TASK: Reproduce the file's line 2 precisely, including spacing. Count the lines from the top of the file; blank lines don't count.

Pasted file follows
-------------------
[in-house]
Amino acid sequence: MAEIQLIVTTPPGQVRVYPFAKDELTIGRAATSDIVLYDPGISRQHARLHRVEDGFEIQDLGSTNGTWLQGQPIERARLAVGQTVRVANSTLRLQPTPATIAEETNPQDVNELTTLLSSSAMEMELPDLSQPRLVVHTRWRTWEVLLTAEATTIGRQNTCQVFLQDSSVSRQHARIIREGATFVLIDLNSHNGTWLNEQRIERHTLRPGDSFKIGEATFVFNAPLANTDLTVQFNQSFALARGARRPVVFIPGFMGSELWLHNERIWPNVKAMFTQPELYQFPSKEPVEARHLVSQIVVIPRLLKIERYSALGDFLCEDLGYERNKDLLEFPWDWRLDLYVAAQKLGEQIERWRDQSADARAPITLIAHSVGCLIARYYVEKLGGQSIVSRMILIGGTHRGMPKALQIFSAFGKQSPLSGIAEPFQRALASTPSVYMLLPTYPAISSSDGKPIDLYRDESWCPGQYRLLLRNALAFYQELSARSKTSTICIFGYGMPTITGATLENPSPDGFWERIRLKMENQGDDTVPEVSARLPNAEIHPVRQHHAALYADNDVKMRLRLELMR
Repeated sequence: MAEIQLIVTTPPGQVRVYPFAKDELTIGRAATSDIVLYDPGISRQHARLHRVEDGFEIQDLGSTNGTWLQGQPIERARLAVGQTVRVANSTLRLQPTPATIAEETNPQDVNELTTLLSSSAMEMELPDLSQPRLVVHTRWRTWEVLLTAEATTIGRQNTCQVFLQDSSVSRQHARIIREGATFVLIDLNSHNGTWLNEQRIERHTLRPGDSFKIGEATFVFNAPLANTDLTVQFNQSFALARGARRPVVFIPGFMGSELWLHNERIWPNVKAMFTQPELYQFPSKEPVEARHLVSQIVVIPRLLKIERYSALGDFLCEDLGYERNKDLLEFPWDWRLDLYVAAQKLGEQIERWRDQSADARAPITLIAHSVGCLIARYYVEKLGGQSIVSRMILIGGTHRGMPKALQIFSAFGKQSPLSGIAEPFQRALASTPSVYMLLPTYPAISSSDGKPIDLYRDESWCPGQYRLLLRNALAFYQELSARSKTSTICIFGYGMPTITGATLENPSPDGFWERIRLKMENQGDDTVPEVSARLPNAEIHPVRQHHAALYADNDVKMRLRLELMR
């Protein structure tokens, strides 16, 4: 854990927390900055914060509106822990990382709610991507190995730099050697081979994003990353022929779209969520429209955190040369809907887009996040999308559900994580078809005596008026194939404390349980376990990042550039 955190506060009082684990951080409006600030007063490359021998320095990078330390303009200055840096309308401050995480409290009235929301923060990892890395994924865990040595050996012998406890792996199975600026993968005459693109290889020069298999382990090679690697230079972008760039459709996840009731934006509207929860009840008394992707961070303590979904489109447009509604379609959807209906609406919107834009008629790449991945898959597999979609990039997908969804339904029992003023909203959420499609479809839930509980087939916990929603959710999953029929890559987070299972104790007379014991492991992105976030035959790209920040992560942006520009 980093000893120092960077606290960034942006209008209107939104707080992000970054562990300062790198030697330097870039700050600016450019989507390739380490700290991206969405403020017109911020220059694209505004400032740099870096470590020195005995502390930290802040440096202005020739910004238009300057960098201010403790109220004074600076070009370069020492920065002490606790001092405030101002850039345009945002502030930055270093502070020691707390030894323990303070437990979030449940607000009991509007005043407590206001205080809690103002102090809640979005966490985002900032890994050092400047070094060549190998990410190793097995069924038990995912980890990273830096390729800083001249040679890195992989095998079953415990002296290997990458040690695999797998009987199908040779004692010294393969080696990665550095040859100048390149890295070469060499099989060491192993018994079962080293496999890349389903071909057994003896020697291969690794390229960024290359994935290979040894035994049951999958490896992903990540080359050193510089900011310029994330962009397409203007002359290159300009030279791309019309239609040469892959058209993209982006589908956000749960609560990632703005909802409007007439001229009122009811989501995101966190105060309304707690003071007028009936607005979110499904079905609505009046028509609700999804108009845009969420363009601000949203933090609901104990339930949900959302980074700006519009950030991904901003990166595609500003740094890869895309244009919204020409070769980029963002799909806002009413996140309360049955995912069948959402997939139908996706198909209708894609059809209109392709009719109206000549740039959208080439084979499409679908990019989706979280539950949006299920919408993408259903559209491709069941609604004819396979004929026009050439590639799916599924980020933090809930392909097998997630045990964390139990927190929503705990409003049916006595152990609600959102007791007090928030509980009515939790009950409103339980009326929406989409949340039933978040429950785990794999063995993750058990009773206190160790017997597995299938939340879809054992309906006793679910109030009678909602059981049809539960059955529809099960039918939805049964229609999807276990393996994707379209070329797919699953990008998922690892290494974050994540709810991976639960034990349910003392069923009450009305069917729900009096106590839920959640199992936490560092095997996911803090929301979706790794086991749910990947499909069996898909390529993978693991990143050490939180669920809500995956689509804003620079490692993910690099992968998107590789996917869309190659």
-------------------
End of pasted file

Amino acid sequence: MAEIQLIVTTPPGQVRVYPFAKDELTIGRAATSDIVLYDPGISRQHARLHRVEDGFEIQDLGSTNGTWLQGQPIERARLAVGQTVRVANSTLRLQPTPATIAEETNPQDVNELTTLLSSSAMEMELPDLSQPRLVVHTRWRTWEVLLTAEATTIGRQNTCQVFLQDSSVSRQHARIIREGATFVLIDLNSHNGTWLNEQRIERHTLRPGDSFKIGEATFVFNAPLANTDLTVQFNQSFALARGARRPVVFIPGFMGSELWLHNERIWPNVKAMFTQPELYQFPSKEPVEARHLVSQIVVIPRLLKIERYSALGDFLCEDLGYERNKDLLEFPWDWRLDLYVAAQKLGEQIERWRDQSADARAPITLIAHSVGCLIARYYVEKLGGQSIVSRMILIGGTHRGMPKALQIFSAFGKQSPLSGIAEPFQRALASTPSVYMLLPTYPAISSSDGKPIDLYRDESWCPGQYRLLLRNALAFYQELSARSKTSTICIFGYGMPTITGATLENPSPDGFWERIRLKMENQGDDTVPEVSARLPNAEIHPVRQHHAALYADNDVKMRLRLELMR